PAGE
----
In a complex and dynamic technological environment, firms are often unable to sustain continuous high levels of productivity over long periods of time without accessing knowledge from beyond their boundaries; even leading firms require external knowledge to develop new innovations. In the pharmaceutical industry, for instance, an increasing proportion of firm revenue is generated from products derived from technology discovered outside the firm. Ceccagnoli et al. (2010) support this notion: in 60 percent of new branded drugs introduced over a 20-year period, more than half of the patents protecting them originated outside the firm. More specifically, Edwards et al. (2003) report that virtually all drugs with biotechnology origins emanate, in fact, from universities. It is likely, however, that this dependence is understated because the analysis focused only on patents attached to new products identified in the FDA Orange Book. Nonetheless, it demonstrates the critical importance placed on the supply of new technologies through the earlier stages of the external research value chain.
Our focus is on the flow of technologies out of university (non-profit) labs to biotechnology firms and from there on to pharmaceutical firms. Given that few biotechnology firms have the resources and complementary assets to fully develop products it is expected that most externally generated products will pass through this downstream gateway. More specifically, we focus not only on the supply of projects from universities to biotechnology firms but also on the supply of projects that make it to the second link between biotechnology and pharmaceutical firms and, more importantly, several underlying characteristics of these inventions (e.g., stage of development, disease category and NIH funding).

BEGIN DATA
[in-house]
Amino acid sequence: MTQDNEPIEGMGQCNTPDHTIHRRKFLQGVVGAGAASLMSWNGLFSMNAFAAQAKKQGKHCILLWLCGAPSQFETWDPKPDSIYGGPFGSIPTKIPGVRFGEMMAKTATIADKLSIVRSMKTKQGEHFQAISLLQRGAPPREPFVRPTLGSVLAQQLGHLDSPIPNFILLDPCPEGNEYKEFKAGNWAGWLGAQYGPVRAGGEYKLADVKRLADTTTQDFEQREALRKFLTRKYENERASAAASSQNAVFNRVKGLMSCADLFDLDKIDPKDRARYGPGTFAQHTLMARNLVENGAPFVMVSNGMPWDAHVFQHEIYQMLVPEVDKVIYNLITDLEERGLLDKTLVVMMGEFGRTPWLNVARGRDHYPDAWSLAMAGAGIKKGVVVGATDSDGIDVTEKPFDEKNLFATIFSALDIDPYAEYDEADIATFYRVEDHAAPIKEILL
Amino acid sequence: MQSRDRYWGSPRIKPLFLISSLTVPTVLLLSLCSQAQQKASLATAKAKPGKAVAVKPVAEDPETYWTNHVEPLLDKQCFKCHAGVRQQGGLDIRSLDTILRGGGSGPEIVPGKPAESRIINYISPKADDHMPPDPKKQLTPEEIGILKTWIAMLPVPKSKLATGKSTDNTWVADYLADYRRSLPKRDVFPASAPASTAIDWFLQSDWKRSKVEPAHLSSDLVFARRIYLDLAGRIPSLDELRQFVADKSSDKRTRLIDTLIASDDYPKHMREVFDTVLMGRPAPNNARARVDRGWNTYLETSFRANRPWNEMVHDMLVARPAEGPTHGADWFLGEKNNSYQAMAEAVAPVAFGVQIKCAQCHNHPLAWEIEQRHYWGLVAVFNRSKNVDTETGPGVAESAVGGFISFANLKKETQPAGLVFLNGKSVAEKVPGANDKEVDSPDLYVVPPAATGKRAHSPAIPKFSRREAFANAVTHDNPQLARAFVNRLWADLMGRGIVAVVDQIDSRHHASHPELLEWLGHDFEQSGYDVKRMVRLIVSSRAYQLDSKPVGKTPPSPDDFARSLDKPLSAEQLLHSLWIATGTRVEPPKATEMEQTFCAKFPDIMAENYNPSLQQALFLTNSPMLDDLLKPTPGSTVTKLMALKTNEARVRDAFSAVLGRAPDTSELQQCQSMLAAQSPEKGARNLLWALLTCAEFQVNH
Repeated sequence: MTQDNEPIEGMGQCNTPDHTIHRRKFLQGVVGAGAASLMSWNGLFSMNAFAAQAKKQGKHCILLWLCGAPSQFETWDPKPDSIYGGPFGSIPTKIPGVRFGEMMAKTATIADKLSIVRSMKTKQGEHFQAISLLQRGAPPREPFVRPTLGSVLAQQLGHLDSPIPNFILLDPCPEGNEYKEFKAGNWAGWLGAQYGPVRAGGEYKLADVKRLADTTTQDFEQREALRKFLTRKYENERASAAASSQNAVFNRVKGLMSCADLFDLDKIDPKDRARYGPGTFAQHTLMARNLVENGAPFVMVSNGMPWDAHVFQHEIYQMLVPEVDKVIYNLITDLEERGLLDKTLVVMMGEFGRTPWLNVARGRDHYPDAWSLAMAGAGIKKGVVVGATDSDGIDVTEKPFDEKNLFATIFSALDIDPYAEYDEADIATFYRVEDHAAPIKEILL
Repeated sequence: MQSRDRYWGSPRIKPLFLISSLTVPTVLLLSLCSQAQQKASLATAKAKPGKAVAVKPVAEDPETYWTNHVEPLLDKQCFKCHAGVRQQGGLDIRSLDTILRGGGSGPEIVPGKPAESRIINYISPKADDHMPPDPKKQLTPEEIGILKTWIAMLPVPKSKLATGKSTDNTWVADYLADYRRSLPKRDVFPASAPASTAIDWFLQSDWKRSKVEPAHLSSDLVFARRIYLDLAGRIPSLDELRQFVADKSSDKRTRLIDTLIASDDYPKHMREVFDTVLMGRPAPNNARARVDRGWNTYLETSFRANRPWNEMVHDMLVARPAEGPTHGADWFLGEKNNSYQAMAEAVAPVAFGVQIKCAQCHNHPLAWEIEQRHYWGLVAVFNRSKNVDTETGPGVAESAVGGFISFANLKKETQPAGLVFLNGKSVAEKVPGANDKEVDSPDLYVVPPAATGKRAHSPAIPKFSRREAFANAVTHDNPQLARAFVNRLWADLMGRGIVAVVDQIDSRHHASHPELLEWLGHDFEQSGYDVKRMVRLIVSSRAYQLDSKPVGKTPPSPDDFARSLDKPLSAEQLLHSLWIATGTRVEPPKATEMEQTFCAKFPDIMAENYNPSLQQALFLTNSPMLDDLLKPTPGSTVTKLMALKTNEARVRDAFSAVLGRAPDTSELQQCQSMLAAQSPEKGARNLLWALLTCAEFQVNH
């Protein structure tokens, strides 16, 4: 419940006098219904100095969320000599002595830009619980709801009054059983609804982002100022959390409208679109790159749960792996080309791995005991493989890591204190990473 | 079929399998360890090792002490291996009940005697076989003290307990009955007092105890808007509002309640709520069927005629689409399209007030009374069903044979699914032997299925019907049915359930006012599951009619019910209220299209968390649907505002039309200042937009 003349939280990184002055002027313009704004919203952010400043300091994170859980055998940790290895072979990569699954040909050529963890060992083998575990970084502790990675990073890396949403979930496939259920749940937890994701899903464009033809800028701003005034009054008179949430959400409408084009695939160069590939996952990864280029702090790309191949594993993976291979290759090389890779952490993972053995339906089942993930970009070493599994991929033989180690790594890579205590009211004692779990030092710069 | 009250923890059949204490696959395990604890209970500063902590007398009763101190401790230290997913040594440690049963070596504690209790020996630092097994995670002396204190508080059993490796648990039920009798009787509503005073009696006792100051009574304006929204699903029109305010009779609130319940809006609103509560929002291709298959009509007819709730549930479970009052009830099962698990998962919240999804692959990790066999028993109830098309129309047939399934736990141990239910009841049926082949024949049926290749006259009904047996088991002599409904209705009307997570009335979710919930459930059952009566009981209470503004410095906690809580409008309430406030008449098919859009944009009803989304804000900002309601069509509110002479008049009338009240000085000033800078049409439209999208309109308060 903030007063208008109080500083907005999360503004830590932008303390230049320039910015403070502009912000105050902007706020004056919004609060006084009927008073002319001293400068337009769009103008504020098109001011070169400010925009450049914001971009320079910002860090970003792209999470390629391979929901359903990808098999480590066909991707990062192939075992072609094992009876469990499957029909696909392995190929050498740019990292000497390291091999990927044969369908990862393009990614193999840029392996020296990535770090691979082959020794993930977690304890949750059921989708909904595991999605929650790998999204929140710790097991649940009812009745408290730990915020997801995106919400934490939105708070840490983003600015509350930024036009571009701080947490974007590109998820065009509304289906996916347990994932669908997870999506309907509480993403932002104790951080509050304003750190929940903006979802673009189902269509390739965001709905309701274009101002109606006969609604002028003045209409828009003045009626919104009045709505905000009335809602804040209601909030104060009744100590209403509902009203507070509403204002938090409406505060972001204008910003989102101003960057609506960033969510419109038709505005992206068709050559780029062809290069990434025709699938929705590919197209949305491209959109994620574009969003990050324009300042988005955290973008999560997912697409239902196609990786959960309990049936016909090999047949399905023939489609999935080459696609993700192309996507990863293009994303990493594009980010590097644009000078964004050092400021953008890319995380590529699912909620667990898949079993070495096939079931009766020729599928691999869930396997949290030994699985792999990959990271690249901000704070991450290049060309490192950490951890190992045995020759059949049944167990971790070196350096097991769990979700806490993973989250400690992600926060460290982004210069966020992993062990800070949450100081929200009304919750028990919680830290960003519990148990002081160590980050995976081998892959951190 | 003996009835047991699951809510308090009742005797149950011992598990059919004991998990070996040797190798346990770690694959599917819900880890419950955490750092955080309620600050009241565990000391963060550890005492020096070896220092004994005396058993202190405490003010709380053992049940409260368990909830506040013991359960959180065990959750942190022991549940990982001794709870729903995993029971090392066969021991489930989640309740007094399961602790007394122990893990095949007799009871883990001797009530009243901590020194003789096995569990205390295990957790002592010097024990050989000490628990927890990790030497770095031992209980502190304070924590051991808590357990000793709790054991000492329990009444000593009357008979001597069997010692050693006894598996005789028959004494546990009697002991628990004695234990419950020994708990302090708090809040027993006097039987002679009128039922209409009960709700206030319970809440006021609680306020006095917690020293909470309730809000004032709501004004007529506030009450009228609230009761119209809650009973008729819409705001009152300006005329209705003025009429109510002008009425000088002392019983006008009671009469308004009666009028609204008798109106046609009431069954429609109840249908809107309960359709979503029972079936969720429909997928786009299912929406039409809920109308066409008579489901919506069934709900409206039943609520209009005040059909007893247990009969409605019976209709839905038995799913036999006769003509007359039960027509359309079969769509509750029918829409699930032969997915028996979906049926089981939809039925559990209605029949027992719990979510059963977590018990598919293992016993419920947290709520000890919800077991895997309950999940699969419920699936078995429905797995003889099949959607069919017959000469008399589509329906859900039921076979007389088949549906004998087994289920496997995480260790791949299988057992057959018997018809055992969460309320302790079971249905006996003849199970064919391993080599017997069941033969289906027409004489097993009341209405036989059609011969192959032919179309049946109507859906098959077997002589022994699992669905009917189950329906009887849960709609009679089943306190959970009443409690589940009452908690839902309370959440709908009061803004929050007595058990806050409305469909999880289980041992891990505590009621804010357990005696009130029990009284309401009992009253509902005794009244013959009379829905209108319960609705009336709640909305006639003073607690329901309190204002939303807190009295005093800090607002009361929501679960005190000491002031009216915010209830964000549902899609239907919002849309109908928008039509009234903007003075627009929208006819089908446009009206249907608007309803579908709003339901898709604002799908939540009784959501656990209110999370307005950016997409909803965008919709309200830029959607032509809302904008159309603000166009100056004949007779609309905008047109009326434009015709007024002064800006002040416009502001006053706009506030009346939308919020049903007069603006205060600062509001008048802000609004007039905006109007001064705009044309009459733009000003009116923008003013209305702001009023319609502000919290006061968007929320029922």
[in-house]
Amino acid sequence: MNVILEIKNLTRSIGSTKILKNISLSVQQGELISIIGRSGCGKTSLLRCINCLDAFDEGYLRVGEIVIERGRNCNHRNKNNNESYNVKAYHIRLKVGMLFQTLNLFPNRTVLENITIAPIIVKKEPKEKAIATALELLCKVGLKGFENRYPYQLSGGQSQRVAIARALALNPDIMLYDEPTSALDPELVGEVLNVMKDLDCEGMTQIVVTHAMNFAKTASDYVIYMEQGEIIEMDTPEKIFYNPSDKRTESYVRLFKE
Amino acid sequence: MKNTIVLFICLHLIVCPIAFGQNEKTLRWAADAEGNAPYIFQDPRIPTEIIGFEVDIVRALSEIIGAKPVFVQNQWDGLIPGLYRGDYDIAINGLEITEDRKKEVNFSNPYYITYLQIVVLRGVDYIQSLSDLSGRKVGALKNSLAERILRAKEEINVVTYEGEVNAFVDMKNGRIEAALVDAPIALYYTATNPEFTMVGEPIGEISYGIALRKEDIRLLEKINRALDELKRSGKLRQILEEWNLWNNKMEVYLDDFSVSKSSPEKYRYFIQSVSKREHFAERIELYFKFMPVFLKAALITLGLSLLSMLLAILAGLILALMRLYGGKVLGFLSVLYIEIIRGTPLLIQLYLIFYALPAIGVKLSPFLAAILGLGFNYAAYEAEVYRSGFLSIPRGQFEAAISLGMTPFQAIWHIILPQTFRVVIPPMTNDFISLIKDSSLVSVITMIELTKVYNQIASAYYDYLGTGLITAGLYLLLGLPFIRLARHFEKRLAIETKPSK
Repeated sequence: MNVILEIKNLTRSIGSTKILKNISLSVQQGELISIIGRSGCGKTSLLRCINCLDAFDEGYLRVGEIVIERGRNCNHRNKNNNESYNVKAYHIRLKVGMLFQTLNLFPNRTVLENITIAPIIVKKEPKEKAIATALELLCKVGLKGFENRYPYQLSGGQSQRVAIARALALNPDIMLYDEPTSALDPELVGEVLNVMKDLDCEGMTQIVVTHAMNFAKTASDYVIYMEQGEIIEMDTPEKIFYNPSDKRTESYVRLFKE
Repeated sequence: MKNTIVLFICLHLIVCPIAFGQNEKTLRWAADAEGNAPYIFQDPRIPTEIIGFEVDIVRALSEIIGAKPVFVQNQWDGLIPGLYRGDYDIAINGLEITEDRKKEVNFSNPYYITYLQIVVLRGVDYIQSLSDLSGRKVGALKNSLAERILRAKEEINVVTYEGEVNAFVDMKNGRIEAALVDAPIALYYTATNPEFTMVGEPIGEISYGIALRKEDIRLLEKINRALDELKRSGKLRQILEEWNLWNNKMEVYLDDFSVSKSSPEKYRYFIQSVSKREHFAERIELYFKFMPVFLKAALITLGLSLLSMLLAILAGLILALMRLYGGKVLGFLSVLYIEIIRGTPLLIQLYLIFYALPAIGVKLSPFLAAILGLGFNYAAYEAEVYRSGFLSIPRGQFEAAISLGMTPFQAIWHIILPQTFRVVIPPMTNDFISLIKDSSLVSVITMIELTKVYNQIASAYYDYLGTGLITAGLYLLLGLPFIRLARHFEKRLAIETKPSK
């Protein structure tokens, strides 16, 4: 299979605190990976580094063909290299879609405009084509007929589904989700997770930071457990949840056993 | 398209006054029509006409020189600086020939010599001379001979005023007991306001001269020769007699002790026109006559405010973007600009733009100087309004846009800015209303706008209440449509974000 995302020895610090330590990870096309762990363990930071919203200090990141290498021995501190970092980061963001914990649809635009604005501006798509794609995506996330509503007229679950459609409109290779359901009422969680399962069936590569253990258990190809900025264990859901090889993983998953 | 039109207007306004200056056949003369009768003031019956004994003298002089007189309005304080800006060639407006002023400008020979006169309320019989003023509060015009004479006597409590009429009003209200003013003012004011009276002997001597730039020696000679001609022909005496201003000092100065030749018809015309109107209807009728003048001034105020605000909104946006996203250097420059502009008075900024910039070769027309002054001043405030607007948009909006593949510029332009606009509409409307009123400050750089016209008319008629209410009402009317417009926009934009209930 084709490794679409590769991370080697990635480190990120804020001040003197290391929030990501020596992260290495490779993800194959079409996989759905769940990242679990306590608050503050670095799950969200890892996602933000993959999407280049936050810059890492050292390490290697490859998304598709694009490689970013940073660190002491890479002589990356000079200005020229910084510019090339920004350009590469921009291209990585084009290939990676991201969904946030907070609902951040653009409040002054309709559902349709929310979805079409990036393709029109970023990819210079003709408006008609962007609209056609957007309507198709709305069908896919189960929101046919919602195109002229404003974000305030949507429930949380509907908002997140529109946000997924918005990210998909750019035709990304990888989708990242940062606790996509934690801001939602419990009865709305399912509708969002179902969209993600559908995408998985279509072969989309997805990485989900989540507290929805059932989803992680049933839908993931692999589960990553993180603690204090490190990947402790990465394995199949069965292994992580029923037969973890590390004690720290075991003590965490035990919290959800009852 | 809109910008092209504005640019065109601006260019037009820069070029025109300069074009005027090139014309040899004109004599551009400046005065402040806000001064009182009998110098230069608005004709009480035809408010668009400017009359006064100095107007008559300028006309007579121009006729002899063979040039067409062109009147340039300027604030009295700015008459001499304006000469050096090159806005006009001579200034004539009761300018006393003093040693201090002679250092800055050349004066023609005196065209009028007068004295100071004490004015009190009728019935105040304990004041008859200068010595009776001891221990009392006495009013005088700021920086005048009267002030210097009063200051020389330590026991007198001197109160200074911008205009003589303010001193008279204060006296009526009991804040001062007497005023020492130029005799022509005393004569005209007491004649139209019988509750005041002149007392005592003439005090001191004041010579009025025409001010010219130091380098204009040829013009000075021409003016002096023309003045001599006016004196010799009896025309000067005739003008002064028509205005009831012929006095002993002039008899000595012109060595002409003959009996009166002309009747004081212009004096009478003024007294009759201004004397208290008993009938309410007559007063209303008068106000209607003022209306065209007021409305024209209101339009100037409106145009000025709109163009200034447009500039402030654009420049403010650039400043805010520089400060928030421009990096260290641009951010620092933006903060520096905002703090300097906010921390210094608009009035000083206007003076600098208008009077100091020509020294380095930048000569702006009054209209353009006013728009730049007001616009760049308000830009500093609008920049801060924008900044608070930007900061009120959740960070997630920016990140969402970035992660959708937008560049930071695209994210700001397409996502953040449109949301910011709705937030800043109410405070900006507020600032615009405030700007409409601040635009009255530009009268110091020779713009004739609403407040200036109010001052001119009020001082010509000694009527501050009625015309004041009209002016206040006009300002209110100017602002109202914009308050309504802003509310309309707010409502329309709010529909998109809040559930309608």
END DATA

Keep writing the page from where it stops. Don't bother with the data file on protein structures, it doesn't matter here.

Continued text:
When licensed to firms, university biotechnology inventions are typically very early stage. As such, technical development is necessary before the invention can be marketed. The uncertainty typically discussed is either technological uncertainty (that is, will the invention work) or market uncertainty (that is, will the product be profitable). We demonstrate in this paper that a third type of uncertainty, entrepreneurial uncertainty) is also very important. Entrepreneurial uncertainty is uncertainty as to the applicability of the invention (the application for which it is, in fact, useful--in this context, disease category). For example, a technology might be license from the university to the biotechnology firm for use in cancer, but when sublicensed to a second firm, the disease category might be cardiovascular.
In this paper we examine changes in the stage of development and disease indication from initial to sublicense. We estimate econometric models explaining whether a licensed inventions is sublicensed as well as the time between the patent priority date and the initial license and the time between the initial license to sublicense. Independent variables include stage of development, disease category, license characteristics (exclusivity, payment terms, etc.), National Institutes of Health funding, etc.